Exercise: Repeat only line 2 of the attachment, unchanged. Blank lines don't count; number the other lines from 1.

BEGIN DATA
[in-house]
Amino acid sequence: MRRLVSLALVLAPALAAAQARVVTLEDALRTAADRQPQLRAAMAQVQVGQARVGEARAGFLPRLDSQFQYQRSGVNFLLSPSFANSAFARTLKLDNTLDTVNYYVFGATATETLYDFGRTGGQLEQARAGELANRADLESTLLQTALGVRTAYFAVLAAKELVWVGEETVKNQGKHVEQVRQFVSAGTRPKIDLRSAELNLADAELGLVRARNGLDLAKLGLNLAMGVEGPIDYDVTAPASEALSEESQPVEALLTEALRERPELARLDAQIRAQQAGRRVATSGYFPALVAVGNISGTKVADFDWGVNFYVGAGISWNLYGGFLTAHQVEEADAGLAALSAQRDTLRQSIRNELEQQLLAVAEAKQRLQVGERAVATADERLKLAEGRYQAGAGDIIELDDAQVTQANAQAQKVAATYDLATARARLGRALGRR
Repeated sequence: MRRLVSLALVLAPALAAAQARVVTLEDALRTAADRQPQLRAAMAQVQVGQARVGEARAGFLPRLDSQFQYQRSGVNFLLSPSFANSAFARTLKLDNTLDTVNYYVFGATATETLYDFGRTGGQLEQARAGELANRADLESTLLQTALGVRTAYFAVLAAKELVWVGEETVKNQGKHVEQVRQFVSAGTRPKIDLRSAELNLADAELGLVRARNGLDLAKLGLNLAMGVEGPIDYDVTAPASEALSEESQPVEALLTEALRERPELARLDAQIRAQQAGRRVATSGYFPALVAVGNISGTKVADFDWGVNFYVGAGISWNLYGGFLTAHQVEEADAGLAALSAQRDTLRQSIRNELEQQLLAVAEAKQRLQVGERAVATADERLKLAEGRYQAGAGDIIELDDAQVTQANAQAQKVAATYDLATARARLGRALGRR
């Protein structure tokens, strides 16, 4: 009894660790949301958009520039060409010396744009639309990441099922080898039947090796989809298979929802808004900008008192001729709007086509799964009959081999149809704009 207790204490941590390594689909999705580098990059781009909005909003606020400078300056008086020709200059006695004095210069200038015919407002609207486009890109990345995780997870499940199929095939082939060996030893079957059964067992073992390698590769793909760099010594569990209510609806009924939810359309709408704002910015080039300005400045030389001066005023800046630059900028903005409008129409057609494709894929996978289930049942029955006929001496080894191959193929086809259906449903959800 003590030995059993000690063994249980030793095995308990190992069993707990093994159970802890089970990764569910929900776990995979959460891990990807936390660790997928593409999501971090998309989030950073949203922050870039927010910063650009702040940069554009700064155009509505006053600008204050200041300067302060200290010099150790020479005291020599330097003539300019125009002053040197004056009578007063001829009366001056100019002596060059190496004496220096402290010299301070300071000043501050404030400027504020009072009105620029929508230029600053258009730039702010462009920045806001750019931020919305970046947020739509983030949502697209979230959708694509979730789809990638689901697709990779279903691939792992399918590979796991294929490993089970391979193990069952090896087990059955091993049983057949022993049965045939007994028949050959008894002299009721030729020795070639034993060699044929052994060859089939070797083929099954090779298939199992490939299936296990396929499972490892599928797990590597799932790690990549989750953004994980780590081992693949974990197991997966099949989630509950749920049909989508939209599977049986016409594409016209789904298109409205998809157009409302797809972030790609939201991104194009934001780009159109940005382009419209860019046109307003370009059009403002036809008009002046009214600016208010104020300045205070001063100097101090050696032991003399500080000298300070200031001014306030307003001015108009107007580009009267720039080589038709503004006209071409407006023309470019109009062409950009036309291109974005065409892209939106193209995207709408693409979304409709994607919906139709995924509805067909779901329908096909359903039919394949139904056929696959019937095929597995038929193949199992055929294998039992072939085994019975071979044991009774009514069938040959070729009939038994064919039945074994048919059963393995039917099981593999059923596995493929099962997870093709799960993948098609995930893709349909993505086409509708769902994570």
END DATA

Amino acid sequence: MRRLVSLALVLAPALAAAQARVVTLEDALRTAADRQPQLRAAMAQVQVGQARVGEARAGFLPRLDSQFQYQRSGVNFLLSPSFANSAFARTLKLDNTLDTVNYYVFGATATETLYDFGRTGGQLEQARAGELANRADLESTLLQTALGVRTAYFAVLAAKELVWVGEETVKNQGKHVEQVRQFVSAGTRPKIDLRSAELNLADAELGLVRARNGLDLAKLGLNLAMGVEGPIDYDVTAPASEALSEESQPVEALLTEALRERPELARLDAQIRAQQAGRRVATSGYFPALVAVGNISGTKVADFDWGVNFYVGAGISWNLYGGFLTAHQVEEADAGLAALSAQRDTLRQSIRNELEQQLLAVAEAKQRLQVGERAVATADERLKLAEGRYQAGAGDIIELDDAQVTQANAQAQKVAATYDLATARARLGRALGRR